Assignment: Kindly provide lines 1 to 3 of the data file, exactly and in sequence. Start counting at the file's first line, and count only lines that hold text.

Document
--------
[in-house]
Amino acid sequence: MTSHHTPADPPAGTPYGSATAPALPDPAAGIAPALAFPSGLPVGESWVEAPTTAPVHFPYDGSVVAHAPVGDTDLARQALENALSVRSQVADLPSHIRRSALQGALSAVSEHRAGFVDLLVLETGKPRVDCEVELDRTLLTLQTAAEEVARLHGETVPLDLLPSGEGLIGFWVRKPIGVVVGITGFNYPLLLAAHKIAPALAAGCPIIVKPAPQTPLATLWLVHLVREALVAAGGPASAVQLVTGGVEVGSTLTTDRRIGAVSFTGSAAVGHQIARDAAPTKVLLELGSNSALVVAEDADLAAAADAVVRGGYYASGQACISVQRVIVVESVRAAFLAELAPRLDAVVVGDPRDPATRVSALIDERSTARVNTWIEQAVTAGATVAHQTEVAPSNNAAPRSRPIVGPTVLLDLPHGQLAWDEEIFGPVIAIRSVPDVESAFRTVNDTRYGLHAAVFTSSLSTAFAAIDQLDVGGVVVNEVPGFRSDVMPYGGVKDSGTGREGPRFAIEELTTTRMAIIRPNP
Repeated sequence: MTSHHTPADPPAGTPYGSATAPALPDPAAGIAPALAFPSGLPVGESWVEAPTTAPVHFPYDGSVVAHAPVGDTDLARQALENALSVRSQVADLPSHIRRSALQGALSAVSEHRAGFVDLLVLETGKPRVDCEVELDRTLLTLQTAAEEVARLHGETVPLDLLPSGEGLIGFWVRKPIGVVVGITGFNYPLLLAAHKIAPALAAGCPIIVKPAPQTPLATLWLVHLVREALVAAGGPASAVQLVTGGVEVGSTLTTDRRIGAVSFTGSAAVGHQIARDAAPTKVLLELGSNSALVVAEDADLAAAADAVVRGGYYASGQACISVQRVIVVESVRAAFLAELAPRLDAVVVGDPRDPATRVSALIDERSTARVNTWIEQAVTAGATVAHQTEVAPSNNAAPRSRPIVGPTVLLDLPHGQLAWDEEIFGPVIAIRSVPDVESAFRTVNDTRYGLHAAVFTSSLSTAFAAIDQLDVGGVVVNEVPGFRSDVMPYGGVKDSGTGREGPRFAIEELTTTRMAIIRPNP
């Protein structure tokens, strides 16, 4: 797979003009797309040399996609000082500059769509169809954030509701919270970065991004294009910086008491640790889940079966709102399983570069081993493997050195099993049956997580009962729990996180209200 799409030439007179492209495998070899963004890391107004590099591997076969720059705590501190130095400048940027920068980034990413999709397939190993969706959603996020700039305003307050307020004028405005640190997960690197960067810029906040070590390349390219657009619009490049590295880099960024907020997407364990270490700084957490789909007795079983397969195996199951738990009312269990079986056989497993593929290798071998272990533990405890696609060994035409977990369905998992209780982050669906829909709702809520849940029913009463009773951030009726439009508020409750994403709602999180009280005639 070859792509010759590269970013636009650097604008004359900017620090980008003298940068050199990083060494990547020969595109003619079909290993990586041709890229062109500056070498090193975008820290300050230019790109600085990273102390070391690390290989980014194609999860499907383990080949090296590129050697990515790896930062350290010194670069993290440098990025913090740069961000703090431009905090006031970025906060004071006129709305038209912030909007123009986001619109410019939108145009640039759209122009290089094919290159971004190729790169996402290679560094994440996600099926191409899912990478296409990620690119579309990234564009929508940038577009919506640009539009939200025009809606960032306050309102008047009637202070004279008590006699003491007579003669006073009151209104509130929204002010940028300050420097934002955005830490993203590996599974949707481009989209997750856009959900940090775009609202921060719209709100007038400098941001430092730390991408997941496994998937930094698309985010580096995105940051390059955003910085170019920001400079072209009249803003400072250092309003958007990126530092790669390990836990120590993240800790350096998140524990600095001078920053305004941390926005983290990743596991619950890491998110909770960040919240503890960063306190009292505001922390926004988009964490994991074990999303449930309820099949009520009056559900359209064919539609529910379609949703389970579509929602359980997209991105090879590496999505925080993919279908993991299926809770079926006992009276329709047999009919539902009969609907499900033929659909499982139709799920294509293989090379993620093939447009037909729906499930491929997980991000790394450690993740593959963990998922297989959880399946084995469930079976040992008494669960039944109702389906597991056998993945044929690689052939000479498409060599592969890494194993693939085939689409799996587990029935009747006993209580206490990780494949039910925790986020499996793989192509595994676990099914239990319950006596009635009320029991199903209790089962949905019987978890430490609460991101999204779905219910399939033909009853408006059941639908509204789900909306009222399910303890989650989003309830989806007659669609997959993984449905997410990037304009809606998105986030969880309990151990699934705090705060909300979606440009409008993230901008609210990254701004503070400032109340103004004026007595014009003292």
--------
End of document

[in-house]
Amino acid sequence: MTSHHTPADPPAGTPYGSATAPALPDPAAGIAPALAFPSGLPVGESWVEAPTTAPVHFPYDGSVVAHAPVGDTDLARQALENALSVRSQVADLPSHIRRSALQGALSAVSEHRAGFVDLLVLETGKPRVDCEVELDRTLLTLQTAAEEVARLHGETVPLDLLPSGEGLIGFWVRKPIGVVVGITGFNYPLLLAAHKIAPALAAGCPIIVKPAPQTPLATLWLVHLVREALVAAGGPASAVQLVTGGVEVGSTLTTDRRIGAVSFTGSAAVGHQIARDAAPTKVLLELGSNSALVVAEDADLAAAADAVVRGGYYASGQACISVQRVIVVESVRAAFLAELAPRLDAVVVGDPRDPATRVSALIDERSTARVNTWIEQAVTAGATVAHQTEVAPSNNAAPRSRPIVGPTVLLDLPHGQLAWDEEIFGPVIAIRSVPDVESAFRTVNDTRYGLHAAVFTSSLSTAFAAIDQLDVGGVVVNEVPGFRSDVMPYGGVKDSGTGREGPRFAIEELTTTRMAIIRPNP
Repeated sequence: MTSHHTPADPPAGTPYGSATAPALPDPAAGIAPALAFPSGLPVGESWVEAPTTAPVHFPYDGSVVAHAPVGDTDLARQALENALSVRSQVADLPSHIRRSALQGALSAVSEHRAGFVDLLVLETGKPRVDCEVELDRTLLTLQTAAEEVARLHGETVPLDLLPSGEGLIGFWVRKPIGVVVGITGFNYPLLLAAHKIAPALAAGCPIIVKPAPQTPLATLWLVHLVREALVAAGGPASAVQLVTGGVEVGSTLTTDRRIGAVSFTGSAAVGHQIARDAAPTKVLLELGSNSALVVAEDADLAAAADAVVRGGYYASGQACISVQRVIVVESVRAAFLAELAPRLDAVVVGDPRDPATRVSALIDERSTARVNTWIEQAVTAGATVAHQTEVAPSNNAAPRSRPIVGPTVLLDLPHGQLAWDEEIFGPVIAIRSVPDVESAFRTVNDTRYGLHAAVFTSSLSTAFAAIDQLDVGGVVVNEVPGFRSDVMPYGGVKDSGTGREGPRFAIEELTTTRMAIIRPNP